WVU Loss in 1959 Title Game Still Haunts West

By Cohn, Bob | Tribune-Review/Pittsburgh Tribune-Review, March 31, 2010 | Go to article overview
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WVU Loss in 1959 Title Game Still Haunts West

Cohn, Bob, Tribune-Review/Pittsburgh Tribune-Review

The most celebrated moment in West Virginia basketball history happened 51 years ago, and it still resonates with Jerry West. Painfully.

"It was certainly a bitter time for me," he said.

West was the Mountaineers' greatest player, a legend with the Los Angeles Lakers and a top NBA executive, not to mention the model for the league logo. But he once told a reporter, "My basketball career has sort of been on the tragic side of everything."

To West, the defeats always carried far more weight than the victories. And one of the most painful was West Virginia's 71-70 loss to California in the 1959 NCAA championship game in Louisville. It's the Mountaineers' only previous Final Four appearance (although it wasn't called that back then) heading into Saturday's game against Duke in the national semifinals in Indianapolis.

"Jerry absolutely took us there," ex-forward Willie Akers said. "We rode on his shoulders."

But not far enough. After beating Louisville on its home court in the semifinal, West Virginia blew a 13-point first-half lead against Cal, as center Darrall Imhoff tipped in what proved to be the deciding basket with 17 seconds left. The Golden Bears missed a free throw with 2 seconds remaining, and West grabbed the rebound but couldn't get a shot off.

Asked if he ever discussed the game with Imhoff, later a Lakers teammate, West said, "I didn't talk about it very much. Sometimes, you don't like to conjure unpleasant memories."

A 6-foot-3 junior forward (he was a guard in the pros), West had 28 points and 11 rebounds despite playing the last 15 minutes with four fouls. He was decisively named the tournament's most outstanding player, which meant nothing to him.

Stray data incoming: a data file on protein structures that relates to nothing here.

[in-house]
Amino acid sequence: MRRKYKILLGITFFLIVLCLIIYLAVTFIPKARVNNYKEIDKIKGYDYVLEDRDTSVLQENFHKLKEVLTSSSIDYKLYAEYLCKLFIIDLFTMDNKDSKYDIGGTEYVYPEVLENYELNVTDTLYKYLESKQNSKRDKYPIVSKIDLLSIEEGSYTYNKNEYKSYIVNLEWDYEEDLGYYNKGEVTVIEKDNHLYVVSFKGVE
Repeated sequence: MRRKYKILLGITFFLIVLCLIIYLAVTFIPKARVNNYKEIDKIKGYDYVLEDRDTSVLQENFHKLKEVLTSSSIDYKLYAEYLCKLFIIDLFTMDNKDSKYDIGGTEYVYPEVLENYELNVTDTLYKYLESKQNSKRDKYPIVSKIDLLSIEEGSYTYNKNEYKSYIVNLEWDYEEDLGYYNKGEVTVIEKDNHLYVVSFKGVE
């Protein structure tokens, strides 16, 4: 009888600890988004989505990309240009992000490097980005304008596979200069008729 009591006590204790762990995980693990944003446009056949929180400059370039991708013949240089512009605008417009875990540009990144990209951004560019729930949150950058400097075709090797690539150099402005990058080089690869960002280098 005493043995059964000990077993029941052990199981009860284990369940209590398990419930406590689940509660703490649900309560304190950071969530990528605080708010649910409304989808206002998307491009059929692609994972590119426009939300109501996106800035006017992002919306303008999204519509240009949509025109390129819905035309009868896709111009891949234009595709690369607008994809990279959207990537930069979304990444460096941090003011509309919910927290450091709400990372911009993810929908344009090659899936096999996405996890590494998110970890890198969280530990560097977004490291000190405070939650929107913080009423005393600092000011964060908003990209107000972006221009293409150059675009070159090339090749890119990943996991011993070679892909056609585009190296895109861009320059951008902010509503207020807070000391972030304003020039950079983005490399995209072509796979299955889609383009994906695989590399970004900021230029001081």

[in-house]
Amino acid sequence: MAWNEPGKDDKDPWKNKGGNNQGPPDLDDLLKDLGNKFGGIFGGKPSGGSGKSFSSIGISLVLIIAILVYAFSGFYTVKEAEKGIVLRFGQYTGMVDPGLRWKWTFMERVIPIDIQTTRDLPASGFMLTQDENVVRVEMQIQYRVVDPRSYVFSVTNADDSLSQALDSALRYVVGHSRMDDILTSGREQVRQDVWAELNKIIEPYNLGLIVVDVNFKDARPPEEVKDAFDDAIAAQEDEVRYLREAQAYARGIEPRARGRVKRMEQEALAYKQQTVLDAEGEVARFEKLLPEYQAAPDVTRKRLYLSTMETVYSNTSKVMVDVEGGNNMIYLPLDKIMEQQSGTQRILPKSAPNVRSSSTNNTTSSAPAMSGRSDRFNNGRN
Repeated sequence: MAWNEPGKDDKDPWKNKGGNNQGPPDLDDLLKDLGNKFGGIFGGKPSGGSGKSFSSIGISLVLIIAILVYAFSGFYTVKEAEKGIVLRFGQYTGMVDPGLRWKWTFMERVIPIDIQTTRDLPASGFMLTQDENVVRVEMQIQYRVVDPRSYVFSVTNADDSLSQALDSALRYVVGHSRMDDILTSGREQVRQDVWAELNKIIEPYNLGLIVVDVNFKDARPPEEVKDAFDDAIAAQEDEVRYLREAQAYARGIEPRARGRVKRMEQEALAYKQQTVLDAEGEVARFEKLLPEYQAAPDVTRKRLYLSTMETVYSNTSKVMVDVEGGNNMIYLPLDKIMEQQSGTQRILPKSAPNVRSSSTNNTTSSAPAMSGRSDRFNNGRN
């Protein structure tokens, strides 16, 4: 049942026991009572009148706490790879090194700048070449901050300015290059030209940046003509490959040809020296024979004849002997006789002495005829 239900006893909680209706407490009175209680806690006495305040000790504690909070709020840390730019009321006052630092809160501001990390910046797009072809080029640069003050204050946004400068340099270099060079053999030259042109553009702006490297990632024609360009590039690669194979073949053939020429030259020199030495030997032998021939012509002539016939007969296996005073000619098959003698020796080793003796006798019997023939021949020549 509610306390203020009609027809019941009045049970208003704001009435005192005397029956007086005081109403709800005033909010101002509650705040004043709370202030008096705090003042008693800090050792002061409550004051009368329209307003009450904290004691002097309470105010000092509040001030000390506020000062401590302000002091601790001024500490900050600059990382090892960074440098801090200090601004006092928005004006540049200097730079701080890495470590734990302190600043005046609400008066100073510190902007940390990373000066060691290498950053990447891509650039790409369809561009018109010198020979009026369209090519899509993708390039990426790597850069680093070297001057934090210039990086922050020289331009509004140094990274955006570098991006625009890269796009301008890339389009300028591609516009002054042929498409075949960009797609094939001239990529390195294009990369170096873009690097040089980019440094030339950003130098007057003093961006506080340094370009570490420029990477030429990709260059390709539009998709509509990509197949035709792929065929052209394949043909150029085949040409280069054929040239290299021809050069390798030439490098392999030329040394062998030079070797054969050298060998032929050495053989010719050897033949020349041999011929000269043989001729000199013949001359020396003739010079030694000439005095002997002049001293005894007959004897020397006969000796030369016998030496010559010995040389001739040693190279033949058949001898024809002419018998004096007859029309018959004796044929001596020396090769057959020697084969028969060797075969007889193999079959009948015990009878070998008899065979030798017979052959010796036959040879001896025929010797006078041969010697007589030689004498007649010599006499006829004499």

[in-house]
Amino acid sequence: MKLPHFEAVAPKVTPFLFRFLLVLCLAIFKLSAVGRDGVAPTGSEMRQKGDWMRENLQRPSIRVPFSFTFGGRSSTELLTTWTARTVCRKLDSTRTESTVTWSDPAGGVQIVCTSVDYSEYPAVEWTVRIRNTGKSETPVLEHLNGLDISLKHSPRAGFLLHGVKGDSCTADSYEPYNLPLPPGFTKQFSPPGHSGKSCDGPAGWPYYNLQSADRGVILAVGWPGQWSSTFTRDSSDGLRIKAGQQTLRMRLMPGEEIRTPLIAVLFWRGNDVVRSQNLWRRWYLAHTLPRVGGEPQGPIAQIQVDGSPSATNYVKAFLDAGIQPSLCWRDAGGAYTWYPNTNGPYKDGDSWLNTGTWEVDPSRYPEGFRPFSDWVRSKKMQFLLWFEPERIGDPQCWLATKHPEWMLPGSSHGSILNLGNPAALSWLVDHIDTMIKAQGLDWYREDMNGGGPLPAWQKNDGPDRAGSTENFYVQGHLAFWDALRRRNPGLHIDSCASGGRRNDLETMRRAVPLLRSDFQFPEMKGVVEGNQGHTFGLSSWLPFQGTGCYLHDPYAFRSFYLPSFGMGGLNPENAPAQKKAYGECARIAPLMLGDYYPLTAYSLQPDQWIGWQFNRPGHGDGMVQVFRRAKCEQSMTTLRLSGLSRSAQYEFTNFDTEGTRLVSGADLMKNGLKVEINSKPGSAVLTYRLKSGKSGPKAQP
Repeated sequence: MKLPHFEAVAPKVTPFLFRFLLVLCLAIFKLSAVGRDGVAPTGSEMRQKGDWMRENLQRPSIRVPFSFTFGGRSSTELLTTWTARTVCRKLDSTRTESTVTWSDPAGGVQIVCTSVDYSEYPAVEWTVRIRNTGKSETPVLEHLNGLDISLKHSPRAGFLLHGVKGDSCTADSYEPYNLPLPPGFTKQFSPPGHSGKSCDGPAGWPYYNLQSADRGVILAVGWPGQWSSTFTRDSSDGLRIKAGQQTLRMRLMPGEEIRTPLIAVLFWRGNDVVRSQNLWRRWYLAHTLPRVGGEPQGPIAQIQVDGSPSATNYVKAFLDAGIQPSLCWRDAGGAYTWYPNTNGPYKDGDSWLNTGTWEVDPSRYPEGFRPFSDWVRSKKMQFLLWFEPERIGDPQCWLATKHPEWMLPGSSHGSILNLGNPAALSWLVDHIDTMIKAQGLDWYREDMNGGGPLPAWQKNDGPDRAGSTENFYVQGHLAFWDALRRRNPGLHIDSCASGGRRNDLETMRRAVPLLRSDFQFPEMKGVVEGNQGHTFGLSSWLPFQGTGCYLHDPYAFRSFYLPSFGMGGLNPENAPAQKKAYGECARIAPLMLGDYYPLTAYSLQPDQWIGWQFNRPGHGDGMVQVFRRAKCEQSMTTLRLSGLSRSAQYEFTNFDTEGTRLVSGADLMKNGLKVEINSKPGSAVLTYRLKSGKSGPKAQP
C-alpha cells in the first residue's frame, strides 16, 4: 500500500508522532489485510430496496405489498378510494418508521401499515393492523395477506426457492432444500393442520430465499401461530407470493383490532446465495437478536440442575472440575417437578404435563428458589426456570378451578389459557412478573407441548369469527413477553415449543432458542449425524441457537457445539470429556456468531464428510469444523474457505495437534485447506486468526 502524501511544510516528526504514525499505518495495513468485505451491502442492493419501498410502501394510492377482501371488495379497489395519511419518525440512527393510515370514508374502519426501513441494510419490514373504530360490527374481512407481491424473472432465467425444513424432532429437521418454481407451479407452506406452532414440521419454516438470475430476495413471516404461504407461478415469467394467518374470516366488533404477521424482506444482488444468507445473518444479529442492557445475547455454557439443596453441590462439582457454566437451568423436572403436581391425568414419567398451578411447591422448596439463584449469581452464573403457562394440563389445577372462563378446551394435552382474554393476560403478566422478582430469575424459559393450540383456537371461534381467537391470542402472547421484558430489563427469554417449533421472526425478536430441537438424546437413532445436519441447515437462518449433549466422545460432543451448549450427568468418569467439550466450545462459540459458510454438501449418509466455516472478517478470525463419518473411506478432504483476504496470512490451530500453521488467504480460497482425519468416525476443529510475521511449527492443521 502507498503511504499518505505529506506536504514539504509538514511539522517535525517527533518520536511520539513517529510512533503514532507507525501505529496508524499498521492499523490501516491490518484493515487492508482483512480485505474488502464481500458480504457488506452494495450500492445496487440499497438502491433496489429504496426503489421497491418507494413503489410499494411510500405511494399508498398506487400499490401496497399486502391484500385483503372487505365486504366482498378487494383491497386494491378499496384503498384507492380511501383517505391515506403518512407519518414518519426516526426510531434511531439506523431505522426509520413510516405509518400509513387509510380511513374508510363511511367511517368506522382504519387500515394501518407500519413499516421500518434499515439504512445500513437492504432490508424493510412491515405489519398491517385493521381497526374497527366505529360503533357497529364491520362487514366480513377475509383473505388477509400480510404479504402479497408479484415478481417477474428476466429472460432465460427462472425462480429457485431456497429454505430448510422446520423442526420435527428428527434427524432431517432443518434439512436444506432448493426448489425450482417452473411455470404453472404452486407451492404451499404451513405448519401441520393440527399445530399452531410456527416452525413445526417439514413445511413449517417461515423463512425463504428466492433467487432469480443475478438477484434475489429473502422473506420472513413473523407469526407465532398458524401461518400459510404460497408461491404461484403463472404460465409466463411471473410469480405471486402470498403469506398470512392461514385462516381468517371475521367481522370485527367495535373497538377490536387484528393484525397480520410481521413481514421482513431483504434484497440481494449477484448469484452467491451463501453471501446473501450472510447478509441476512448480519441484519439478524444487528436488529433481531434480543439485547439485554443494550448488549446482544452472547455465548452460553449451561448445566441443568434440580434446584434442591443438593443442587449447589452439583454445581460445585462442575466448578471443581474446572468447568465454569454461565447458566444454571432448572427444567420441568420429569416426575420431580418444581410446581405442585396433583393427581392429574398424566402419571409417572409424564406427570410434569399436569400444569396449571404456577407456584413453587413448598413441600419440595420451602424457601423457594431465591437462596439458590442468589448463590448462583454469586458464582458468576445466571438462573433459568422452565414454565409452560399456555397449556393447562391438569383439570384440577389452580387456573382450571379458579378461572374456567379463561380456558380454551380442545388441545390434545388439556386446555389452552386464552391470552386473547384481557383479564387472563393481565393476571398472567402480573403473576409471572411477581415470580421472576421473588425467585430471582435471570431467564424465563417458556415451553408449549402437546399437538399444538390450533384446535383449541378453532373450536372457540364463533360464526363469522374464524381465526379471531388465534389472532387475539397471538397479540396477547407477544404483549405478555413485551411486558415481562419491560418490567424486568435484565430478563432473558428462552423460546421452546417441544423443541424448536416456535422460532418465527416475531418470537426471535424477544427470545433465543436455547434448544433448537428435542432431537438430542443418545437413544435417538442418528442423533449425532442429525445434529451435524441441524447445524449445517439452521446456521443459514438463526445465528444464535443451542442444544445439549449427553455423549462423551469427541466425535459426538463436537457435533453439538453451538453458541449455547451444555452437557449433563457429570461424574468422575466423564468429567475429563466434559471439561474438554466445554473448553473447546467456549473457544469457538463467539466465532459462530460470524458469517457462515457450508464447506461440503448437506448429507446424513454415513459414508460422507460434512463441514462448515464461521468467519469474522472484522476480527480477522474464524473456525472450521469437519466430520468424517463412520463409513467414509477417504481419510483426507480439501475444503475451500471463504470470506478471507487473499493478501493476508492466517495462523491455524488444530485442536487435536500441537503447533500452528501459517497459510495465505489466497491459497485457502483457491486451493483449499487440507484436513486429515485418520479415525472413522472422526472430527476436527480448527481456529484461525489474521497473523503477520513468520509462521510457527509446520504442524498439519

"I felt like we let the state down and all the people that supported us," said West, a native of Chelyan, W.Va.

Also in Louisville were Cincinnati and Oscar Robertson. West and Robertson were the two best college players by far, and many anticipated a championship showdown. But Cal beat Cincinnati.

Although they would serve as co-captains of the gold medal- winning 1960 U.S. Olympic team and wage a long, spirited rivalry in the NBA, West and Robertson never met in college.

"He was just a phenomenal player you had the utmost respect for," West said. "Our careers kind of mirrored each other. It would have been fun. But you have no control over those things."

Bob Smith, known as Bobby Joe Smith while playing at West Virginia, recalled, "It was sort of disappointing to play California because all we heard was 'Jerry West and Oscar Robertson.' And we thought Jerry was better than Oscar."

The West Virginia coach was Fred Schaus, a big, tough bear of a man, a former pro whose animated sideline outbursts earned him the nickname (behind his back), "The Stomper," by his players.

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